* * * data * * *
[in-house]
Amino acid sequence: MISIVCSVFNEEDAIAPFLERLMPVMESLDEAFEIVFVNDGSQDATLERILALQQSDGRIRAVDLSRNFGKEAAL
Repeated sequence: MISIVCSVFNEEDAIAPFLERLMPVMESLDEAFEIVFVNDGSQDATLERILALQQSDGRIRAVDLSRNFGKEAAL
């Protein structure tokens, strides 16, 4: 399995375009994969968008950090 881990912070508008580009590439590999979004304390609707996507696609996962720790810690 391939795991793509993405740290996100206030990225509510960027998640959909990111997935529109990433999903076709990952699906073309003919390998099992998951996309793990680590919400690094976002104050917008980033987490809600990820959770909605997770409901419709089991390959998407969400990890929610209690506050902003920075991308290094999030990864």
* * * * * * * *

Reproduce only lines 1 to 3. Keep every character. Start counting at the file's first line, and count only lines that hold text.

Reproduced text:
[in-house]
Amino acid sequence: MISIVCSVFNEEDAIAPFLERLMPVMESLDEAFEIVFVNDGSQDATLERILALQQSDGRIRAVDLSRNFGKEAAL
Repeated sequence: MISIVCSVFNEEDAIAPFLERLMPVMESLDEAFEIVFVNDGSQDATLERILALQQSDGRIRAVDLSRNFGKEAAL